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  • UK Prudential Regulation Authority Publishes its 2018/19 Business Plan
    The Prudential Regulation Authority has published its Business Plan for 2018/19 which sets out its strategic goals and workplan to deliver those goals. In summary, the PRA's strategic goals and workplan are:
    1. To have robust prudential standards in place. The PRA will be working to deliver the implementation of ring-fencing of core retail services from wholesale and investment banking. From January 1, 2019, U.K. banks with more than £25 billion of retail deposits must ring-fence their retail business from their investment banking business. The PRA will continue to work with the affected banks to ensure their timely compliance with the requirements and will begin to assess the effectiveness of the arrangements in place by examining firms' policies, governance and control arrangements.
    2. To adapt to changes in the external market and to hold firms and their management accountable for meeting the PRA's standards. The PRA will focus on (i) potential regulatory arbitrage; (ii) new firms seeking authorization to operate in the U.K.; (iii) firms seeking permission to undertake new business; (iv) changes to business structure as a result of regulation and Brexit; and (v) the challenges and opportunities presented by FinTech. The PRA will also finalize its policy on extending the Senior Managers & Certification Regime to insurers and will continue to evaluate firms' implementation of the regime.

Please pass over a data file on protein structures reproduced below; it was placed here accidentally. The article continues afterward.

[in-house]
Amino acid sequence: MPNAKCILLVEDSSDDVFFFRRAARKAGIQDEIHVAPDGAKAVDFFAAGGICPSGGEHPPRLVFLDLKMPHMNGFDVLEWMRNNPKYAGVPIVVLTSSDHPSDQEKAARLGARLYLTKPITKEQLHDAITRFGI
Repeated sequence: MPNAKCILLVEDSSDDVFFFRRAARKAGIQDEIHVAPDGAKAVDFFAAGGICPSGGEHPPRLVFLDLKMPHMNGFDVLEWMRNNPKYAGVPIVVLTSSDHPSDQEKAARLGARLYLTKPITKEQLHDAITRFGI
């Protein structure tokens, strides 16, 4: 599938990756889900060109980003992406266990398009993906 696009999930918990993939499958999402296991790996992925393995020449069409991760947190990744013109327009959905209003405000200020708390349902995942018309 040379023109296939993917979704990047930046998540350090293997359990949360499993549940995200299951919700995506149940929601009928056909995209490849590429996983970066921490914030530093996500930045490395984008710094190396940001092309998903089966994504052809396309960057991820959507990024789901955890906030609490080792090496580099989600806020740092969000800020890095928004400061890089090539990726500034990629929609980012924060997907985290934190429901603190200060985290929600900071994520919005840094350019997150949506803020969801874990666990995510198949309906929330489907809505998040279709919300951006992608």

3. To ensure firms are properly capitalized and have sufficient liquidity. The PRA will assess the adequacy of capital and liquidity resources of banking firms and will finalize its groups policy, including the approach to double leverage. The PRA will also consider how and when the final Basel III requirements should be implemented in the U.K. in light of Brexit.
    4. To develop the supervision of operational resilience. The PRA will identify firms where an operational failure could have a significant impact on the real economy and consider the level of resilience that firms should be expected to demonstrate. In particular, the PRA will assess firms' cyber and operational resilience. The PRA will be publishing a paper on operational resilience to obtain feedback on their intended approach.
    5. To ensure that firms have credible recovery plans and take steps to improve firms' resolvability. The PRA will continue its work on implementing the EU minimum requirements for own funds and eligible liabilities (MREL) as well as its policy on operational continuity in resolution.
    6. To deliver its secondary competition objective. The PRA will continue its work to assess the competition implications of its policies and will implement an internal rating-based model applicable for smaller banks and refine the Pillar 2A capital framework.
    7. To deliver a smooth Brexit transition. The PRA intends to focus on how firms' legal structures might become more complex as a result of the U.K.'s withdrawal from the EU, in particular to ensure that it maintains appropriate visibility of overseas firms operating in the U.K. The PRA will also review its Rulebook to ensure that it remains operable for Brexit.
    The PRA published a consultation paper on its fees and levies for 2018/19 alongside the Business Plan as well as a report to the Prudential Regulation Committee on the adequacy of PRA resources and independence of PRA functions.

    View the PRA's Business Plan.

    View the consultation paper on fees and levies.

    View the report.